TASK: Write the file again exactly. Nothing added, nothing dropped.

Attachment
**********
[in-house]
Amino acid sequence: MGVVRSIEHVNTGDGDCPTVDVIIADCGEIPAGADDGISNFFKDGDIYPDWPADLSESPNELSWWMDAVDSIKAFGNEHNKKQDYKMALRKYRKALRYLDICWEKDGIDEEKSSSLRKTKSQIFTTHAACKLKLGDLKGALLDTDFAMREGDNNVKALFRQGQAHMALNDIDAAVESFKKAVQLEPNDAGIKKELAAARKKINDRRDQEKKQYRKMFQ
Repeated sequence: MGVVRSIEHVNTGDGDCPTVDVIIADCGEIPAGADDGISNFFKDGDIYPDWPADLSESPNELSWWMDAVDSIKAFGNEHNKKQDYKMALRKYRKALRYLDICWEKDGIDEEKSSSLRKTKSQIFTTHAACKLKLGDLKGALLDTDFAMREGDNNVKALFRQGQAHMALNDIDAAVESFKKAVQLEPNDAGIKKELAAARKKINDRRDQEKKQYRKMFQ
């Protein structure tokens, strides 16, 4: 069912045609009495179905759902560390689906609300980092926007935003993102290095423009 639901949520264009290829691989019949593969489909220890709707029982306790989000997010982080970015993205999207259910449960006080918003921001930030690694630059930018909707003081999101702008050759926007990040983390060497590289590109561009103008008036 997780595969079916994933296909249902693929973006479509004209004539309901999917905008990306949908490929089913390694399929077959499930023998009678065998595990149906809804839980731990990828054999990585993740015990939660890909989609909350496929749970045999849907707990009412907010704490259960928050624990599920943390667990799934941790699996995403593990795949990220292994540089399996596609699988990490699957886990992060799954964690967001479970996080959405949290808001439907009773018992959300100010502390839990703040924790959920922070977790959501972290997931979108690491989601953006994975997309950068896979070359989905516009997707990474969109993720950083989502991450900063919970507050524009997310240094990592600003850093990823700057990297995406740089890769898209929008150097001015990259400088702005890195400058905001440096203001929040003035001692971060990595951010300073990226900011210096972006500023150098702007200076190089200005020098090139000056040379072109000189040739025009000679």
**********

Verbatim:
[in-house]
Amino acid sequence: MGVVRSIEHVNTGDGDCPTVDVIIADCGEIPAGADDGISNFFKDGDIYPDWPADLSESPNELSWWMDAVDSIKAFGNEHNKKQDYKMALRKYRKALRYLDICWEKDGIDEEKSSSLRKTKSQIFTTHAACKLKLGDLKGALLDTDFAMREGDNNVKALFRQGQAHMALNDIDAAVESFKKAVQLEPNDAGIKKELAAARKKINDRRDQEKKQYRKMFQ
Repeated sequence: MGVVRSIEHVNTGDGDCPTVDVIIADCGEIPAGADDGISNFFKDGDIYPDWPADLSESPNELSWWMDAVDSIKAFGNEHNKKQDYKMALRKYRKALRYLDICWEKDGIDEEKSSSLRKTKSQIFTTHAACKLKLGDLKGALLDTDFAMREGDNNVKALFRQGQAHMALNDIDAAVESFKKAVQLEPNDAGIKKELAAARKKINDRRDQEKKQYRKMFQ
């Protein structure tokens, strides 16, 4: 069912045609009495179905759902560390689906609300980092926007935003993102290095423009 639901949520264009290829691989019949593969489909220890709707029982306790989000997010982080970015993205999207259910449960006080918003921001930030690694630059930018909707003081999101702008050759926007990040983390060497590289590109561009103008008036 997780595969079916994933296909249902693929973006479509004209004539309901999917905008990306949908490929089913390694399929077959499930023998009678065998595990149906809804839980731990990828054999990585993740015990939660890909989609909350496929749970045999849907707990009412907010704490259960928050624990599920943390667990799934941790699996995403593990795949990220292994540089399996596609699988990490699957886990992060799954964690967001479970996080959405949290808001439907009773018992959300100010502390839990703040924790959920922070977790959501972290997931979108690491989601953006994975997309950068896979070359989905516009997707990474969109993720950083989502991450900063919970507050524009997310240094990592600003850093990823700057990297995406740089890769898209929008150097001015990259400088702005890195400058905001440096203001929040003035001692971060990595951010300073990226900011210096972006500023150098702007200076190089200005020098090139000056040379072109000189040739025009000679």